Democracy in America will live in the shadow of the events of January 6 for a long time. Recorded episodes from that day were presented in a revealing video presented by the Democrats at the Trump trial in the U.S. Senate this week.
The clear message is that politicians, here and around the world, must live with the knowledge that their words have consequences. And, perhaps those consequences will be extended to themselves as well.
This week, the Democrats who control Congress (the House of Representatives and Senate), showed us – for the first time – new shocking scenes from the events that took place on January 6.
The aim of the Democrats was clear: if nothing else persuaded the senators to vote against Trump, then perhaps a reminder of the danger to their own lives that day could convince them.
The video was apparently recorded by the U.S. Capitol’s security cameras. It was terrifying – but what did it actually show?
It showed panicked senators and staffers running as fast as they could to escape the furious mob that sought to find and maybe even kill at least some of them.
The screams of "hang Pence" are clearly heard, and at one point he and his family were only 100 feet away from the marauders as his security team evacuated them to a safe place.
It shows Speaker of the House Nancy Pelosi fleeing her office while her staff was locked behind closed doors.
It shows a particularly disturbing scene with Senator Charles Schumer, the Senate Majority Leader, running in one direction and, suddenly, seeing the mob in front of him, making a sharp turn and running in the opposite direction.
It shows Senator Mitt Romney heading – unknowingly – towards the mob before a police officer told him to turn around, possibly saving his life.
Are these occurrences normal?
How much do such events honor the country, where legislators are being chased in the corridors of power by savages?
How much does democracy need to be endangered before we take action?
And what message will the country send to those currently in charge, but also to people who will be in power in the future, if it does not punish them now?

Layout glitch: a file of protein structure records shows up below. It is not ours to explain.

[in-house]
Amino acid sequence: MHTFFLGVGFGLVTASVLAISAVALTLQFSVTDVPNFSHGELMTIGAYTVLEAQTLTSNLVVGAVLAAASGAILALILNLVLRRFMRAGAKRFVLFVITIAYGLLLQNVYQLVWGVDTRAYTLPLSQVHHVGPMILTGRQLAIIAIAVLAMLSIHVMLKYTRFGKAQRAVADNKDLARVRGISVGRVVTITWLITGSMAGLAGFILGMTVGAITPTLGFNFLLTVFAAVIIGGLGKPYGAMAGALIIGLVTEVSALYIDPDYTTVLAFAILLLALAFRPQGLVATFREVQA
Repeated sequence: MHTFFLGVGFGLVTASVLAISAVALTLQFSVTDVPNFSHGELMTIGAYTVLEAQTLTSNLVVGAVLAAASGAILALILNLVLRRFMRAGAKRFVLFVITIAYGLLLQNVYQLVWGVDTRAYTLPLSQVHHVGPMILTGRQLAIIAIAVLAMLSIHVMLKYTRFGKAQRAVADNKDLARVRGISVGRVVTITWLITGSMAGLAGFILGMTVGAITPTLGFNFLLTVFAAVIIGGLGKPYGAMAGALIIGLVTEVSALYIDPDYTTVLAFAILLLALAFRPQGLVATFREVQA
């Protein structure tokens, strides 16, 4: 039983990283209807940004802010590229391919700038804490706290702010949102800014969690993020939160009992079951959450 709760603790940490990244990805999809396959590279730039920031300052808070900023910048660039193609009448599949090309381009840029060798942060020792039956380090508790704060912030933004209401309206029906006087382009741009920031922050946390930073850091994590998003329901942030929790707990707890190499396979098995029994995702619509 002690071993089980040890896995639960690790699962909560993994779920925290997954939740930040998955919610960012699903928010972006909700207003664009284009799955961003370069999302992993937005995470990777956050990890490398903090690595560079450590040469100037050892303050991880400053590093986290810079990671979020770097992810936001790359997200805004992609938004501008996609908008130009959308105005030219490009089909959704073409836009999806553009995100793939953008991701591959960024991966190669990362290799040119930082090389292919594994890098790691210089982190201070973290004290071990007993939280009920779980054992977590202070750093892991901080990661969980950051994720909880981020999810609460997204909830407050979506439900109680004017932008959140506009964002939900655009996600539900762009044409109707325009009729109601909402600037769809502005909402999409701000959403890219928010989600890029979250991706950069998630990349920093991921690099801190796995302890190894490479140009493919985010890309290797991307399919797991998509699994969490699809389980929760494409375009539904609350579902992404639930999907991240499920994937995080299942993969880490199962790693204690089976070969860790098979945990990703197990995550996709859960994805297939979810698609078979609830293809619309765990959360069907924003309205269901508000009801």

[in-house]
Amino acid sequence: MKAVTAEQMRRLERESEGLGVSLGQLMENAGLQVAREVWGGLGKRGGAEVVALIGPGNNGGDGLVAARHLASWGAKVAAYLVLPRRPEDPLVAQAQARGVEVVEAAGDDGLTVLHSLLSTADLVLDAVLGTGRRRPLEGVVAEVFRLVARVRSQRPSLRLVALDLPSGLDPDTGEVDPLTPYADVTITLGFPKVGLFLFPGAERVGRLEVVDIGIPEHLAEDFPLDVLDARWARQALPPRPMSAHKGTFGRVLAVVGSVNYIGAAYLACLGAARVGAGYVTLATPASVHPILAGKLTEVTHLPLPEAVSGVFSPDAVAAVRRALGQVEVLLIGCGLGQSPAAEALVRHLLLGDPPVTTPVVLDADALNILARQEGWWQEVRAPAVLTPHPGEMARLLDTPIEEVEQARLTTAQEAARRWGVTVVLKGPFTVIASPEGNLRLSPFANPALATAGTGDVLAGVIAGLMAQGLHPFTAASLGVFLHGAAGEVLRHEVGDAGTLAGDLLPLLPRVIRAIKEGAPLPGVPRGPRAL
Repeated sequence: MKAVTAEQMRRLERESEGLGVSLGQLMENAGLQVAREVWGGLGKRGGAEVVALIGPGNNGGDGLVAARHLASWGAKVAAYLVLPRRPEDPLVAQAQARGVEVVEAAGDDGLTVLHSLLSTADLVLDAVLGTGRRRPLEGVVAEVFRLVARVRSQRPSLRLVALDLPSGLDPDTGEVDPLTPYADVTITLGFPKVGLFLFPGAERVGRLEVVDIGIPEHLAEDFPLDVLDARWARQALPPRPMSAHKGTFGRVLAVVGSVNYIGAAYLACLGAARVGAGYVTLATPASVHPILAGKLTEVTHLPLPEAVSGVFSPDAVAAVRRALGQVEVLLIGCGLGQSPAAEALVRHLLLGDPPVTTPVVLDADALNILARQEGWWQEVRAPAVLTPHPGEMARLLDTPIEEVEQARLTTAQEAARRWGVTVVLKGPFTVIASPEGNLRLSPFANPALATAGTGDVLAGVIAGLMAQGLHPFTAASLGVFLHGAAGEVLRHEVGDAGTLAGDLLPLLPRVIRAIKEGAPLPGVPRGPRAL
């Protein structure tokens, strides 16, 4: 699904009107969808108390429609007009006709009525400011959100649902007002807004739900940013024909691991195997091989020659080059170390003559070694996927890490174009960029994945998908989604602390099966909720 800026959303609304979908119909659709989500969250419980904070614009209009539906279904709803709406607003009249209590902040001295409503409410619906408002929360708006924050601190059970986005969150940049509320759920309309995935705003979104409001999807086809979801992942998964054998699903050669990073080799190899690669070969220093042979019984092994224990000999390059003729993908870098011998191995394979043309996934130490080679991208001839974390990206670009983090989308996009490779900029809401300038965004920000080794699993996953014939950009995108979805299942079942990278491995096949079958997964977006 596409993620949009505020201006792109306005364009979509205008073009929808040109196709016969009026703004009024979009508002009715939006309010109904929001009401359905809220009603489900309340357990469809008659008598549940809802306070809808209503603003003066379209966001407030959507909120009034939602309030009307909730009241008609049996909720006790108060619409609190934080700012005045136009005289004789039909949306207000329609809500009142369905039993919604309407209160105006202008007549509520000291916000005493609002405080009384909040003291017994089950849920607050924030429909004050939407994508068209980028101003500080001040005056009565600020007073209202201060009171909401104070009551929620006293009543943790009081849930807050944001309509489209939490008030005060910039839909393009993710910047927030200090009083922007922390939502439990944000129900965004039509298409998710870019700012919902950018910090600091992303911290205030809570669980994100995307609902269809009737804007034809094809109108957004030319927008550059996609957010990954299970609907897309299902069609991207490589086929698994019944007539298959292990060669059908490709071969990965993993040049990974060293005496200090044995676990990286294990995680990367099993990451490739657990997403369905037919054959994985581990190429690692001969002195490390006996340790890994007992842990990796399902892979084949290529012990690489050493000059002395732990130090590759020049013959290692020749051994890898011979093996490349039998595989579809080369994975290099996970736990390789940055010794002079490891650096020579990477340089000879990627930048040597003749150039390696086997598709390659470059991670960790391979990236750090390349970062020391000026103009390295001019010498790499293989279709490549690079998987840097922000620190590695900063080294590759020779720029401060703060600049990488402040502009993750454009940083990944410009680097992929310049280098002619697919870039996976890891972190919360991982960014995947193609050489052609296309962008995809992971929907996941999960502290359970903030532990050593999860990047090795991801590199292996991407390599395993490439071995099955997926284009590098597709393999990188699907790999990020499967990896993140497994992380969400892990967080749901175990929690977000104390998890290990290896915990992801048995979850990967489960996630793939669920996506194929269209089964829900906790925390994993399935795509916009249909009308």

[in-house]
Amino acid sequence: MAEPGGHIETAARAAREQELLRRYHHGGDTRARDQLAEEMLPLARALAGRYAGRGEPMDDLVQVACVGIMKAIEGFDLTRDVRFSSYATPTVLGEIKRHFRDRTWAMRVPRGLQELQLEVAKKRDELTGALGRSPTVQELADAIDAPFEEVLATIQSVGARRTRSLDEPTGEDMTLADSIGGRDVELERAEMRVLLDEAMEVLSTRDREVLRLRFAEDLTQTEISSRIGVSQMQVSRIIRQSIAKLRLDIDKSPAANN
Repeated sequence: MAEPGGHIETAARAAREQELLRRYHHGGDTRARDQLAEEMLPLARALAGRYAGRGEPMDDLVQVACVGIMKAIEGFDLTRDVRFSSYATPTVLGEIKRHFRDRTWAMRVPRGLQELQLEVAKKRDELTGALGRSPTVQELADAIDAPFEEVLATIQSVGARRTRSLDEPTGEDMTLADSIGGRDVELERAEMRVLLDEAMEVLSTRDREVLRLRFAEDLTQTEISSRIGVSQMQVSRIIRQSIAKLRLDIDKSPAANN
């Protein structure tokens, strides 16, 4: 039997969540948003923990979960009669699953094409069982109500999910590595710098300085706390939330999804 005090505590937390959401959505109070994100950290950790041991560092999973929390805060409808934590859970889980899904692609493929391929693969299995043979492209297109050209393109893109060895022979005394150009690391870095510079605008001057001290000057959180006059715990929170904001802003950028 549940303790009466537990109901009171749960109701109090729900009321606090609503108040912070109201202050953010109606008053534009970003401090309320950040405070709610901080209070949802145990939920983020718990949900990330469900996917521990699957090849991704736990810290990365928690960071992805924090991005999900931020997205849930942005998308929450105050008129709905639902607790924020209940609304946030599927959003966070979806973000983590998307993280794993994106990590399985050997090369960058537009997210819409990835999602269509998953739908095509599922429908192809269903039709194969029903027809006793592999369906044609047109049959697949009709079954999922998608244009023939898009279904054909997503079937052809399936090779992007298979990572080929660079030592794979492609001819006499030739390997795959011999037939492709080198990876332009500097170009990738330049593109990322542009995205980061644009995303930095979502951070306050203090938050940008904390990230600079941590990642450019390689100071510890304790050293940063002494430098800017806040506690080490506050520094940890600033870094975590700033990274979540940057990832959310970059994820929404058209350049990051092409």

We all know who is responsible. I understand how difficult it is for Trump supporters to be face to face with the truth in this way. To accept that he betrayed them – and the whole country.
I know that these words will upset some dear friends of mine. But this is the reality.
I'm not the only one saying this. Look at what the conservative Wall Street Journal wrote in their editorial on February 11 titled “The Trump Impeachment Evidence”:
Whether a former President ought to be subject to an impeachment trial is a matter of constitutional debate. Whether it’s prudent, if acquittal appears likely, is a related question. But wherever you come down on those issues, the House impeachment managers this week are laying out a visceral case that the Capitol riot of Jan. 6 was a disgrace for which President Trump bears responsibility.
Long before November, Mr. Trump was saying that the only way he could lose the election was if it were rigged. On the night of the vote, he tweeted, “they are trying to STEAL the election.” In his speech that night, he called it “a fraud on the American public,” and said, “frankly we did win.” Is it a surprise that some of his fans took his words to heart?
Instead of bowing to dozens of court defeats, Mr. Trump escalated. He falsely claimed that Vice President Mike Pence, if only he had the courage, could reject electoral votes and stop Democrats from hijacking democracy. He called his supporters to attend a rally on Jan. 6, when Congress would do the counting. “Be there, will be wild!” Mr. Trump tweeted. His speech that day was timed to coincide with the action in the Capitol, and then he directed the crowd down Pennsylvania Avenue.
Mr. Trump’s defenders point out that he also told the audience to make their voices heard “peacefully.” And contra Rep. Eric Swalwell, who argued the incitement to attack the Capitol was “premeditated,” it’s difficult to think Mr. Trump ever envisioned what followed: that instead of merely making a boisterous display, the crowd would riot, assault the police, invade the building, send lawmakers fleeing with gas masks, trash legislative offices, and leave in its wake a dead Capitol officer.
But talk about playing with fire. Mr. Trump told an apocalyptic fable in which American democracy might end on Jan. 6, and some people who believed him acted like it. Once the riot began, Mr. Trump took hours to say anything, a delay his defenders have not satisfactorily explained. Even then he equivocated. Imagine, Rep. Joe Neguse said, if Mr. Trump “had simply gone onto TV, just logged on to Twitter and said ‘Stop the Attack,’ if he had done so with even half as much force as he said ‘Stop the Steal.’”
The impeachment managers hurt their case by blaming only Mr. Trump for earlier clashes. “ Donald Trump, over many months, cultivated violence,” said Stacey Plaskett, the delegate for the Virgin Islands. But often those events were showdowns between left and right, with both seeking trouble. “When darkness fell,” the Washington Post reported after one melee, “the counterprotesters triggered more mayhem as they harassed Trump’s advocates, stealing red hats and flags and lighting them on fire.”
Yet there’s no defense for Mr. Trump’s conduct on Jan. 6 and before. Mitch McConnell is reportedly telling his GOP colleagues that the decision to convict or acquit is a vote of conscience, and that’s appropriate. After the Electoral College voted on Dec. 14, Mr. Trump could have conceded defeat and touted his accomplishments.
Now his legacy will be forever stained by this violence, and by his betrayal of his supporters in refusing to tell them the truth. Whatever the result of the impeachment trial, Republicans should remember the betrayal if Mr. Trump decides to run again in 2024.